Chicago Fire season 8, episode 13 takeaways: A Chicago Welcome

CHICAGO FIRE -- "A Chicago Welcome" Episode 813 -- Pictured: (l-r) Eamonn Walker as Wallace Boden -- (Photo by: Adrian Burrows/NBC)
CHICAGO FIRE -- "A Chicago Welcome" Episode 813 -- Pictured: (l-r) Eamonn Walker as Wallace Boden -- (Photo by: Adrian Burrows/NBC) /
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Chicago Fire
CHICAGO FIRE — “A Chicago Welcome” Episode 813 — Pictured: (l-r) Jesse Spencer as Matthew Casey, Kara Killmer as Sylvie Brett, David Selby as Tim Larson — (Photo by: Adrian Burrows/NBC) /

Chicago Fire put the focus on family during A Chicago Welcome. Look deeper into the episode with our Chicago Fire season 8, episode 13 takeaways.

The latest Chicago Fire was both heartwarming and heartbreaking, so what can One Chicago fans take away from this episode?

“A Chicago Welcome” told the terrible story of Tim Larson (wonderfully played by David Selby), as he lost his wife in a house fire just a month after they had moved to the city. As Firehouse 51 tried to rally around Tim, old nemesis Jerry Gorsch (recurring guest star Steven Boyer) also appeared to try and make amends—or were they just a means to an end?

SPOILER ALERT: This postmortem contains detailed spoilers from the latest Chicago Fire episode. If you haven’t seen the entire episode, you can catch up with our recap here.

Here are the biggest takeaways from this week’s Chicago Fire and why they’re moments you need to know. Let us know your thoughts about this episode in the comments at the end of this article.

1. Who wants to give Tim a hug?

The scene: Tim Larson (David Selby) explains that he and his wife were newcomers to Chicago, and as such, there’s no one to call after Gail dies in the fire that opens the episode. Tim is alone at the funeral home when it comes time for Gail’s service—until Sylvie Brett (Kara Killmer) and Matthew Casey (Jesse Spencer) walk in, followed by the rest of Firehouse 51 and several random citizens who have heard about Tim’s story through Casey’s press contacts. Tim is so stunned by this outpouring of support from total strangers that he openly sobs.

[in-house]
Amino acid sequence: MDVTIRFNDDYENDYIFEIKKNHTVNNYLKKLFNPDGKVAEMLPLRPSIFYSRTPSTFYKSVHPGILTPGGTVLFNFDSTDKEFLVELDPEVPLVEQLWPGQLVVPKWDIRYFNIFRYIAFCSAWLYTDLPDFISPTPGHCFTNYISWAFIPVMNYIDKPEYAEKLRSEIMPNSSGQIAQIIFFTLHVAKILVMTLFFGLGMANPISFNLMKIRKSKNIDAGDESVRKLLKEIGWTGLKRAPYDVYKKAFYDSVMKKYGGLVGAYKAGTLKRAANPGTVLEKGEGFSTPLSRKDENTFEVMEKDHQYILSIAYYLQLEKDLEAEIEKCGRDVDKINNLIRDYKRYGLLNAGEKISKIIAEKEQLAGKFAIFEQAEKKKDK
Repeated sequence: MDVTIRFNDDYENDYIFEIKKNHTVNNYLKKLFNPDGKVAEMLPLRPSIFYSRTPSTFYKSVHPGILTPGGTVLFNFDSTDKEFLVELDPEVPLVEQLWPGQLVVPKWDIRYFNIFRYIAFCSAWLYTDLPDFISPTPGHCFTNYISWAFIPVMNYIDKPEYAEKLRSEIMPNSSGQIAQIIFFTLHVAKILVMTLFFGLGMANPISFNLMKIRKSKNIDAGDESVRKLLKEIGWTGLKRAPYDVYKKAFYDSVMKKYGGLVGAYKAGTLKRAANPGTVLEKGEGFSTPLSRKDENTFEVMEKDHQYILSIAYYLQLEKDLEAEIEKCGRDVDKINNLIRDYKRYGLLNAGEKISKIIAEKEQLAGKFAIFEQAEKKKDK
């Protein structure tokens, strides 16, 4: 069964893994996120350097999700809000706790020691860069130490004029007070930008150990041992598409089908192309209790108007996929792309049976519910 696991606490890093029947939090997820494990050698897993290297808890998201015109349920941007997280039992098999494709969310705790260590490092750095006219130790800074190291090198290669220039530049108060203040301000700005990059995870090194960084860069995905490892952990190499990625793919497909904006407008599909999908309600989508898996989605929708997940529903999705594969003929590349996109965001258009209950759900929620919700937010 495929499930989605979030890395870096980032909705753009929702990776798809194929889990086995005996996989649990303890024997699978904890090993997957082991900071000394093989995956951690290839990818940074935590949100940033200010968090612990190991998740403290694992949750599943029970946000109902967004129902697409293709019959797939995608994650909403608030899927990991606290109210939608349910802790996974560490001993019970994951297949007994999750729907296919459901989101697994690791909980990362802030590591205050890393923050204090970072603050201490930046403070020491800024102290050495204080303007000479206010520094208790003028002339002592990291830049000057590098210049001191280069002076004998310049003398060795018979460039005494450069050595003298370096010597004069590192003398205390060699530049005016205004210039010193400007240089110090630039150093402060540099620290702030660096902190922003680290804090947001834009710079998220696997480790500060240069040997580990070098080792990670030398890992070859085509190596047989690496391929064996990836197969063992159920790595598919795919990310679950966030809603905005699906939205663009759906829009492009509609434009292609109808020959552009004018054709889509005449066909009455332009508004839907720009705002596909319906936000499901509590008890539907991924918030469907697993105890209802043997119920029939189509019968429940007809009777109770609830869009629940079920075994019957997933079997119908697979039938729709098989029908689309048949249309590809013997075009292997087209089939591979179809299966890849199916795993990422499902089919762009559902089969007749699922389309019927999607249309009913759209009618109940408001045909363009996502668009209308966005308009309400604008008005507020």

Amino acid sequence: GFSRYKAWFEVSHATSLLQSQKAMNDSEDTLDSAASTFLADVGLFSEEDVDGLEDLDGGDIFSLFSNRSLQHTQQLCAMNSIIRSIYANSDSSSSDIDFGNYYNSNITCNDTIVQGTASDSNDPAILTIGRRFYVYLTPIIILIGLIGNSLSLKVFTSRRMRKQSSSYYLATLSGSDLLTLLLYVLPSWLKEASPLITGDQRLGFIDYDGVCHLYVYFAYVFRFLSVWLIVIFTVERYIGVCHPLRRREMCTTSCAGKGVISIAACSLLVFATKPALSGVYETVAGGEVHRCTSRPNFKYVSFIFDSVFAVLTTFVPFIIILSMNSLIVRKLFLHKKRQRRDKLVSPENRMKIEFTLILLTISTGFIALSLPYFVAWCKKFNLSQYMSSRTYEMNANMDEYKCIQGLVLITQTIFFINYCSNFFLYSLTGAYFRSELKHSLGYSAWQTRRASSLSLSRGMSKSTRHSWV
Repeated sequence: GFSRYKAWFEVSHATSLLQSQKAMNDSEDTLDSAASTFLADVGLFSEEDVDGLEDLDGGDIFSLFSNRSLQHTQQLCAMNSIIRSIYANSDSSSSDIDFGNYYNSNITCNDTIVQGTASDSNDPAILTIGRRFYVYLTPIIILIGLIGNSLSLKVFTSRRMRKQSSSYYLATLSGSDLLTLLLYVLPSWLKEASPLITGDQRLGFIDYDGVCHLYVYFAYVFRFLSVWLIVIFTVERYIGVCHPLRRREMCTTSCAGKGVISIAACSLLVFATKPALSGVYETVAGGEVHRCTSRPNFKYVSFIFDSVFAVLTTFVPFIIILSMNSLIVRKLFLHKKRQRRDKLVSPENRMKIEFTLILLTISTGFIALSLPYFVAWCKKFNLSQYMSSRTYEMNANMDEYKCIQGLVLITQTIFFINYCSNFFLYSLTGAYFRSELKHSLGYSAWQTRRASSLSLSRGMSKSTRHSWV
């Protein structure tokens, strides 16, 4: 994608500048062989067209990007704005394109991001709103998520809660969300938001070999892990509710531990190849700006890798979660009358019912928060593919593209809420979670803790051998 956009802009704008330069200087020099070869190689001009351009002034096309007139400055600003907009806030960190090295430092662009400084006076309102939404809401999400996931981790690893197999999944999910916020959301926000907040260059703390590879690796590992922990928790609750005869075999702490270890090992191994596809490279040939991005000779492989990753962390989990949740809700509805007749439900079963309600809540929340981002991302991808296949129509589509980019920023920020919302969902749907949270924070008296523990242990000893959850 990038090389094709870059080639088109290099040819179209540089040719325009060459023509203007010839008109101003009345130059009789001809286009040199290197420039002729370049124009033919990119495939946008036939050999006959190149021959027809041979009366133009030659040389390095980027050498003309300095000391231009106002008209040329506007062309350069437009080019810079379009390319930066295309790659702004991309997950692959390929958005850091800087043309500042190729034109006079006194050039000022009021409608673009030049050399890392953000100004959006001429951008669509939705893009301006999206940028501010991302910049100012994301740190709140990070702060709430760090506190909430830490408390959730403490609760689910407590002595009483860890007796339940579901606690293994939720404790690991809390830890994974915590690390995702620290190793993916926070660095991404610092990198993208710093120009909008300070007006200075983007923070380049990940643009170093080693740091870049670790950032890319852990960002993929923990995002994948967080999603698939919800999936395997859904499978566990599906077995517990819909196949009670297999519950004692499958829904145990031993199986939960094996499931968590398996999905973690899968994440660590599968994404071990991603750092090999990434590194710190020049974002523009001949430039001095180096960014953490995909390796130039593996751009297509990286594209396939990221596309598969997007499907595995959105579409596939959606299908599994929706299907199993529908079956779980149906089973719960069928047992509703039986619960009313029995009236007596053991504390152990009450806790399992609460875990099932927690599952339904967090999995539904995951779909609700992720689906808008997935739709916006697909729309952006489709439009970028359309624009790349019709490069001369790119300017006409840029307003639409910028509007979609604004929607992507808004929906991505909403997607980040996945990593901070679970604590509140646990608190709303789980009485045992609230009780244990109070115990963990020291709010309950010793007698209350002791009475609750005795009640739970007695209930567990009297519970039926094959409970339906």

The takeaway: Normally, we’re talking up the performances of Chicago Fire‘s stars. But this episode’s most valuable player was clearly David Selby, the veteran actor whose long resume includes playing Quentin Collins in the original Dark Shadows and a more recent recurring role in FX’s Legion. He brought the audience so completely into Tim’s experience, losing not only his wife but the only person he had to lean on, and hopefully finding new people who would support him. It was terrible and beautiful at the same time.

Guest star roles are always tricky, because they have to be condensed into the one episode. We only meet them that hour, and so we don’t get to know a lot about them. They often don’t feel like completely fleshed-out characters. But even though Tim only appeared in this episode, he felt real. We learned enough about his journey to understand him, and we could identify with his pain. And most important of all, the way the episode ended gave us hope that he’s going to be okay. Maybe he’ll pop up again someday and we can check in with him; we’d certainly like that.